Known as PASTE, the technique holds potential for treating a variety of diseases caused by faulty genes.
With the aid of physics and a minuscule magnet, researchers have discovered a new structure of telomeric DNA. Telomeres are sometimes seen as the key to living longer. They protect genes from damage but get a bit shorter each time a cell divides. If they become too short, the cell dies. The new discovery will help us understand ageing and disease.
It has been known for a long time that human brain disorders such as neurological or psychiatric diseases run in families, suggesting some heritability. In line with this hypothesis, genetic risk factors for developing these illnesses have been identified.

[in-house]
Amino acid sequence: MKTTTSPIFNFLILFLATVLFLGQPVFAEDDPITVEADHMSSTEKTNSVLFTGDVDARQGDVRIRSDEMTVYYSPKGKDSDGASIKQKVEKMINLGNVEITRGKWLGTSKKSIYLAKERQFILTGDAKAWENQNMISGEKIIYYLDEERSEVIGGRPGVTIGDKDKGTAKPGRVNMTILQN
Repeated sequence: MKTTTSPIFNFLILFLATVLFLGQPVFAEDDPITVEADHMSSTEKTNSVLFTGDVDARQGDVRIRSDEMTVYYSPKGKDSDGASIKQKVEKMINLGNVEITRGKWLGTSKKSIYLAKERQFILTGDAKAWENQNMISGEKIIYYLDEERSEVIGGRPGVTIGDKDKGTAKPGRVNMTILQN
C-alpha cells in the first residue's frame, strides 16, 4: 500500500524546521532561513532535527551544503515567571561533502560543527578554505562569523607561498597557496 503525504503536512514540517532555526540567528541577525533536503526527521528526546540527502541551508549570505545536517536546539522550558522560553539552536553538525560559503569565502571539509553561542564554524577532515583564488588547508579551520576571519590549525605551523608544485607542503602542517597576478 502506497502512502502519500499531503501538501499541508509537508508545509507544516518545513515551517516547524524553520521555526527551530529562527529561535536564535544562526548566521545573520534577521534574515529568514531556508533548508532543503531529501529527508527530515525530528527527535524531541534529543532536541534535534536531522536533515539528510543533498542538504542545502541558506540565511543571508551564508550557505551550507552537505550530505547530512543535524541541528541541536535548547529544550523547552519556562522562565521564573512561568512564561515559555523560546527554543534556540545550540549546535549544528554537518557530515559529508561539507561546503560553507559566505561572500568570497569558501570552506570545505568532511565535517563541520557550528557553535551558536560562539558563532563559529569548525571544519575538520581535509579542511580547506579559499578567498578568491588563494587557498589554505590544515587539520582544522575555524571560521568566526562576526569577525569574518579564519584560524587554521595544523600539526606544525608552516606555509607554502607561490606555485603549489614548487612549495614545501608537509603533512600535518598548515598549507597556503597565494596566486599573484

Adding seven new letters to DNA’s molecular alphabet and developing a precise readout method enabled Illinois researchers to transform the double helix into a robust, sustainable data storage platform fit for the Information Age.
A discovery of how to build little blocks out of DNA and get them to stick to lipids has implications for biosensing and mRNA vaccines.
Our DNA is very similar to that of the chimpanzee, which in evolutionary terms is our closest living relative. Stem cell researchers at Lund University in Sweden have now found a previously overlooked part of our DNA, so-called non-coded DNA, that appears to contribute to a difference which, despite all our similarities, may explain why our brains work differently. The study is published in the journal Cell Stem Cell.